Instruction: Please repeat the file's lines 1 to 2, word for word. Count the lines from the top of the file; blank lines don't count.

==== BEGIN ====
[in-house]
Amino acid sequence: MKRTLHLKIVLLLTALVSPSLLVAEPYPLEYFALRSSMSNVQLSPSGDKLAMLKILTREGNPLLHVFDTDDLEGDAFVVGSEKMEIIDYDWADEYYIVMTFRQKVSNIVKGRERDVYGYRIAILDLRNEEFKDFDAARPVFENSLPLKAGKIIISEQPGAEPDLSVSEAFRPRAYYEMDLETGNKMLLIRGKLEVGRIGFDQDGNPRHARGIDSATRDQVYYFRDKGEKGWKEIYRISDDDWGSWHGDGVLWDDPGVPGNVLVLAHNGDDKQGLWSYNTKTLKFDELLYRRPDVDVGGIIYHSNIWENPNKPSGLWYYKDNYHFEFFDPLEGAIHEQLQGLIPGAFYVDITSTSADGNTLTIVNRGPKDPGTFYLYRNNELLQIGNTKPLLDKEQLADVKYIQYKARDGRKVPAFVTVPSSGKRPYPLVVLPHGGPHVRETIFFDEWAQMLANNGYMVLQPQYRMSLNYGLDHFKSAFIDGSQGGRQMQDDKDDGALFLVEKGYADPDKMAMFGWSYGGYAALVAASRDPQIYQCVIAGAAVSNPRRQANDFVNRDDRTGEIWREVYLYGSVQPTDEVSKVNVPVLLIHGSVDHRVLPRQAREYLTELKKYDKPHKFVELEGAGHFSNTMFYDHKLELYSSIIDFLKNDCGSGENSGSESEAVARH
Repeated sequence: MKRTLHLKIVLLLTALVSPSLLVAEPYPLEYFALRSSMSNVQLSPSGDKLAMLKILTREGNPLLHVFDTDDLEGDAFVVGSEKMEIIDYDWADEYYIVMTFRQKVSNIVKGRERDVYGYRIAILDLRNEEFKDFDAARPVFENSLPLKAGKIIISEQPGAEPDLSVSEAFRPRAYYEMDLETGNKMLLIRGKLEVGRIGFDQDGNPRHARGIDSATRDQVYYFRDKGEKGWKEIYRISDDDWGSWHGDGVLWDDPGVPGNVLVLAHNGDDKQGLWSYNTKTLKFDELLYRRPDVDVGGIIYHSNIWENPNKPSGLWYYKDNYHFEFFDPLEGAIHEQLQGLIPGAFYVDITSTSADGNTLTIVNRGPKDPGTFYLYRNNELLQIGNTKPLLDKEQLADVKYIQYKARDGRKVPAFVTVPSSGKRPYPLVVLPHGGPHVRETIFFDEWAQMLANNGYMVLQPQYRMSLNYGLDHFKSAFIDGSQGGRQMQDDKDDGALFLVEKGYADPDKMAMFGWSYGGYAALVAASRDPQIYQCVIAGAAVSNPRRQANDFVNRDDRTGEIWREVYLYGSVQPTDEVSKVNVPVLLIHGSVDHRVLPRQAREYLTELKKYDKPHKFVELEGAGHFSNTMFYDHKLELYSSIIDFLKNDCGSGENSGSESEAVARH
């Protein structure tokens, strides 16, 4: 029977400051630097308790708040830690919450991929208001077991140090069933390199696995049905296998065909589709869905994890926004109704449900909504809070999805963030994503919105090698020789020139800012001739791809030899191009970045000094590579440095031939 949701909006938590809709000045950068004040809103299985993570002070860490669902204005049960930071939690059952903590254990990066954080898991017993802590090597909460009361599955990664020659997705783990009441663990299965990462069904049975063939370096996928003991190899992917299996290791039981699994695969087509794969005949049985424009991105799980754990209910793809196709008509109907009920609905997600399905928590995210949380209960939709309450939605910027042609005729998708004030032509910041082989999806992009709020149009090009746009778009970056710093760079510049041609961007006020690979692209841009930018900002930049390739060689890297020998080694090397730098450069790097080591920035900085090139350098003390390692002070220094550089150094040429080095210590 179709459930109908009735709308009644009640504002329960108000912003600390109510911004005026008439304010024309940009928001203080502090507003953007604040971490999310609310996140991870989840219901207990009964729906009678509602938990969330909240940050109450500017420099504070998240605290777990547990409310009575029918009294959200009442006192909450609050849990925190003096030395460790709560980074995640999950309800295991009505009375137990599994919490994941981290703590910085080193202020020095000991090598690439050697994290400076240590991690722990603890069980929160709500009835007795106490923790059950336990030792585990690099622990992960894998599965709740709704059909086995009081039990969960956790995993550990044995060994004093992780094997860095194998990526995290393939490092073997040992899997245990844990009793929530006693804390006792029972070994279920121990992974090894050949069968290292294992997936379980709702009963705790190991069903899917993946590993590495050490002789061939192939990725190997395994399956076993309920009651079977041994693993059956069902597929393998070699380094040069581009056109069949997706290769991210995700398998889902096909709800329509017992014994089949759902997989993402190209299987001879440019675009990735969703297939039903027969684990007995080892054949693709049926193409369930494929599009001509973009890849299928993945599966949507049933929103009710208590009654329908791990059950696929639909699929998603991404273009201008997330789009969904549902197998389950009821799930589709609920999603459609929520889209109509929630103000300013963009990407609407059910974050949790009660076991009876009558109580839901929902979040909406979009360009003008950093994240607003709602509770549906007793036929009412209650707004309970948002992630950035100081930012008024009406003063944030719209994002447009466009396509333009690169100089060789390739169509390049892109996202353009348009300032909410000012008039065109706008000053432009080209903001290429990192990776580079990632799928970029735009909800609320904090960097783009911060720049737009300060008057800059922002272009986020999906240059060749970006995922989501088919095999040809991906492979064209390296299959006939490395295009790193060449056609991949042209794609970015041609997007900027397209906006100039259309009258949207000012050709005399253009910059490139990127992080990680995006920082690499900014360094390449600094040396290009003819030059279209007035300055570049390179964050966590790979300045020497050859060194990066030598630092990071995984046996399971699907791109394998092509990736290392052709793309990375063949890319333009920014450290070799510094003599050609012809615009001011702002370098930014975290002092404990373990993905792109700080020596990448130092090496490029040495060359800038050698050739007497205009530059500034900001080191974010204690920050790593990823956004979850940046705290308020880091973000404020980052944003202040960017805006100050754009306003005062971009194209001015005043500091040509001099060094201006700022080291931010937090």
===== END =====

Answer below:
[in-house]
Amino acid sequence: MKRTLHLKIVLLLTALVSPSLLVAEPYPLEYFALRSSMSNVQLSPSGDKLAMLKILTREGNPLLHVFDTDDLEGDAFVVGSEKMEIIDYDWADEYYIVMTFRQKVSNIVKGRERDVYGYRIAILDLRNEEFKDFDAARPVFENSLPLKAGKIIISEQPGAEPDLSVSEAFRPRAYYEMDLETGNKMLLIRGKLEVGRIGFDQDGNPRHARGIDSATRDQVYYFRDKGEKGWKEIYRISDDDWGSWHGDGVLWDDPGVPGNVLVLAHNGDDKQGLWSYNTKTLKFDELLYRRPDVDVGGIIYHSNIWENPNKPSGLWYYKDNYHFEFFDPLEGAIHEQLQGLIPGAFYVDITSTSADGNTLTIVNRGPKDPGTFYLYRNNELLQIGNTKPLLDKEQLADVKYIQYKARDGRKVPAFVTVPSSGKRPYPLVVLPHGGPHVRETIFFDEWAQMLANNGYMVLQPQYRMSLNYGLDHFKSAFIDGSQGGRQMQDDKDDGALFLVEKGYADPDKMAMFGWSYGGYAALVAASRDPQIYQCVIAGAAVSNPRRQANDFVNRDDRTGEIWREVYLYGSVQPTDEVSKVNVPVLLIHGSVDHRVLPRQAREYLTELKKYDKPHKFVELEGAGHFSNTMFYDHKLELYSSIIDFLKNDCGSGENSGSESEAVARH